Anonymous Hacktivist Barrett Brown Can Use Money His Supporters Raised for His Defense

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Barrett Brown's had a rough few months, each one a little worse than the last.

In September, he was raided, arrested and ultimately charged with threatening an FBI agent on YouTube and Twitter. In December the feds threw some more charges at him, this time for sharing a link related to the hack of security firm Stratfor. In January, they added a few more, for concealing evidence. Then they charged his mom with obstructing the execution of a search warrant, an offense for which she faces up to 12 months in prison and a fine of $100,000.

See also:
- Is Anonymous Hacktivist Barrett Brown a Journalist? His Supporters Say So
- Is Barrett Brown the Threatening One, or Is It the Guys Who Locked Him Up?


Then the court took notice of his defense team, the folks over at Free Barrett Brown. Specifically, the court noticed in mid-April that FBB had managed to raise some $20,000 toward Brown's defense. Brown had been represented up until that point by a court-appointed attorney, Doug Morris. Judge Sam Lindsay ordered that all the cash immediately be placed into an account controlled by the court, to determine whether the money should be used toward repaying Morris. None of the money could be touched without the go-ahead from the judge.

In the meantime, Brown took on a newer, flashier defense team, as The Dallas Morning News reported at the time, made up of retired Navy Lieutenant and Guantanamo detainee attorney Charles Swift and cyber-security attorney Ahmed Ghappour, who also teaches at the the National Security Clinic at the UT Law School in Austin.

In a small victory for Brown, Judge Lindsay ruled yesterday that Brown can use the money FBB has raised to pay them, and that he's not required to keep his appointed public defender.

The judge argued that letting Brown cut the public defender loose and use his preferred legal team would actually end up saving the taxpayers money, writing in his ruling, "It would be a substantial drain on the resources of the Federal Public Defender to continue to represent Mr. Brown in light of the fact his retained counsel are doing much of the work pro bono."

So Brown can use the defense team he's chosen, and pay them whatever they're actually charging him with his defense fund money. Although his lawyers are apparently doing some of the work for free, Free Barrett Brown tweeted last night, "All contributions are appreciated -- we have a LONG way to go in order to cover legal expenses!"

With all that taken care of, all Brown's got to worry about is a potential 100 or so years in prison. Piece of cake.



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5 comments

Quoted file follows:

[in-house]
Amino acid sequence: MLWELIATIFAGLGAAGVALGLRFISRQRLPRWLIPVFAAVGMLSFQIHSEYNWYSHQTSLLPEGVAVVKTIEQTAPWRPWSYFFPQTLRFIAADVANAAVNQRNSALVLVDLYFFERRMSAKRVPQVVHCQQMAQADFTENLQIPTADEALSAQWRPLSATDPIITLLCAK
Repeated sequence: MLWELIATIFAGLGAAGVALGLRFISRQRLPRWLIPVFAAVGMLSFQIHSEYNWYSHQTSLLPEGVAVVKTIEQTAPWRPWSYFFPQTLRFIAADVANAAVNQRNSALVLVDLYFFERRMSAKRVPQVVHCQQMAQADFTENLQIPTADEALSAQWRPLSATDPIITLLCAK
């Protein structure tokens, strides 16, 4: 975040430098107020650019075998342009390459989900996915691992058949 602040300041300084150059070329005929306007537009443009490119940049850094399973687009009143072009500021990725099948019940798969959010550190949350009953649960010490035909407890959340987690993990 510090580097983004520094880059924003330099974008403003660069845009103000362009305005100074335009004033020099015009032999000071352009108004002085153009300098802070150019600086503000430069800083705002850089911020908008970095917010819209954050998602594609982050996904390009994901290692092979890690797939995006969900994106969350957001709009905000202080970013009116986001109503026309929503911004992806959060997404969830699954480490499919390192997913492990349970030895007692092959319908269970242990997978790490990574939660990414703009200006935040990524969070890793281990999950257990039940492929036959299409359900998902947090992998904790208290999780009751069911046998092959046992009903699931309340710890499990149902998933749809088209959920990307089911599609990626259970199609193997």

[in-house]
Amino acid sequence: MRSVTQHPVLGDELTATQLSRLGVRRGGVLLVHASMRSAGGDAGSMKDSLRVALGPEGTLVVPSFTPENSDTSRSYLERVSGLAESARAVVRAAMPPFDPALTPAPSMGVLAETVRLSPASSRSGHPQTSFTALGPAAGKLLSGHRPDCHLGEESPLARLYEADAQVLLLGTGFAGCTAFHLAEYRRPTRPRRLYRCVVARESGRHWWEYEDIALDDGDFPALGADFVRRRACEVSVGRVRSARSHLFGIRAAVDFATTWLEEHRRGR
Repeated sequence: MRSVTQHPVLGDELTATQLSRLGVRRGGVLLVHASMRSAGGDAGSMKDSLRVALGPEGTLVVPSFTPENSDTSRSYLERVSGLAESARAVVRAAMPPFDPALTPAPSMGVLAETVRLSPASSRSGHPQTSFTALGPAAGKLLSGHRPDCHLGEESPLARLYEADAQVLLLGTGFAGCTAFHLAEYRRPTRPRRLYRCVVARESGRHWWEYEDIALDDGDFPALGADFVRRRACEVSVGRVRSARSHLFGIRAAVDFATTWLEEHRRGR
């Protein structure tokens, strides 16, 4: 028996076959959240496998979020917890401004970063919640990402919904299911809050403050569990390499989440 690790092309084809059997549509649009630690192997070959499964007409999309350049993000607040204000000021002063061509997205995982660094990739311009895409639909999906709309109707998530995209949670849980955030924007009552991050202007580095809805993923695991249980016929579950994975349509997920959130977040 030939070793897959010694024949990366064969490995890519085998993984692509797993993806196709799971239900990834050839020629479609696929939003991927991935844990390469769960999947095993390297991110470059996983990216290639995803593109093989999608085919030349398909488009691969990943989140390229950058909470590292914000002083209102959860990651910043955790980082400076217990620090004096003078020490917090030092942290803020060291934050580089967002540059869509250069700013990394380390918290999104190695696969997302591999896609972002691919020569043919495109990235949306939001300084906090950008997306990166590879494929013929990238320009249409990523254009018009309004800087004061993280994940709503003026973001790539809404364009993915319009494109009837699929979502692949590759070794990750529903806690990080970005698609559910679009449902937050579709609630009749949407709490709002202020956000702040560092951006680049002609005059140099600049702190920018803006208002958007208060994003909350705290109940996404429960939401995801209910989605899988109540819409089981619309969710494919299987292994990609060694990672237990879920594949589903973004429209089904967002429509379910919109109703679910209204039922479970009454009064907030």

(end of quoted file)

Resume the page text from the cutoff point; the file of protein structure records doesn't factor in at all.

BHO13
BHO13

Yo ah'll be long gone 'bfoe some smart broddar ever figures out what happened inside dis here Oval Office.

deadringer
deadringer

We actually need thousands of more Barrett Browns,  who are willing to expose the corporate intelligence surveillance connection of the government (which is merely a franchise for the elite).  Trillions of packets of digital communications are being usurped illegally by the government and its corporate henchmen and the extent of the National Security States activity needs full exposure.  

Journalists need to do their jobs,  and stop being the stenographers of moneyed elite power.  The idea of the "rule of law" (which is really the law of rule) has become a sick joke,  and those in power need to be introduced to a higher law - the people.  The game is over and the resistance has just begun,  and the question you need to ask is "which side am I on?"  If you want more of the same nonsense then by all means do nothing until someone writes up a felony that covers you and assaults your family (because that is what these clandestine "intelligence" cowards do,  just like petty dictatorships).  

Since I am on a Dallas blog what are you going to do about your CISPA loving jackasses in office?  Its not enough apparently that we have the federal entity acting like this,  now a state has followed suit - of course,  there is precious little difference between the two - they both serve the moneyed elite.  It is not that no other states are not thinking or planning the same it is just that Texas seems to have a special speedy penchant for oppression. 

http://www.youtube.com/watch?v=ox-shlDXKO4

Whippoorwill
Whippoorwill

And once he beats the 100 or so years in prison all he'll need is a new face and a new identity. Because he'll be the walking, talking Howdy Doody face of every person who hacked someone's computer or business or stole an identity or money from them or in any way delivered someone a nasty computer experience. So unfair for poor Barrett and his mom, so unfair.

Daniel
Daniel

I think the government is vastly overreaching here, but the more I learn about this guy, the less I feel sorry for him. Arrogance is not a virtue.

arstubblefield
arstubblefield

@Daniel On balance, I think I'm at roughly the same point you are.  On the one hand, this does seem a bit like sandblasting a soup cracker.  This guy isn't Blofeld.  He's that hanger-on who gets picked up because the real masterminds let him run his mouth.  And, of course, there's his mom's arrest, as well, which seems like a pretty exploitative tactic.  At the same time, good God this guy just can't seem to do himself any favors!  Aside from the distasteful underlying allegations, his attitude and inability to recognize discretion as the better part of valor once in a while seem to kill any sympathy the circumstances might otherwise gin up for him.

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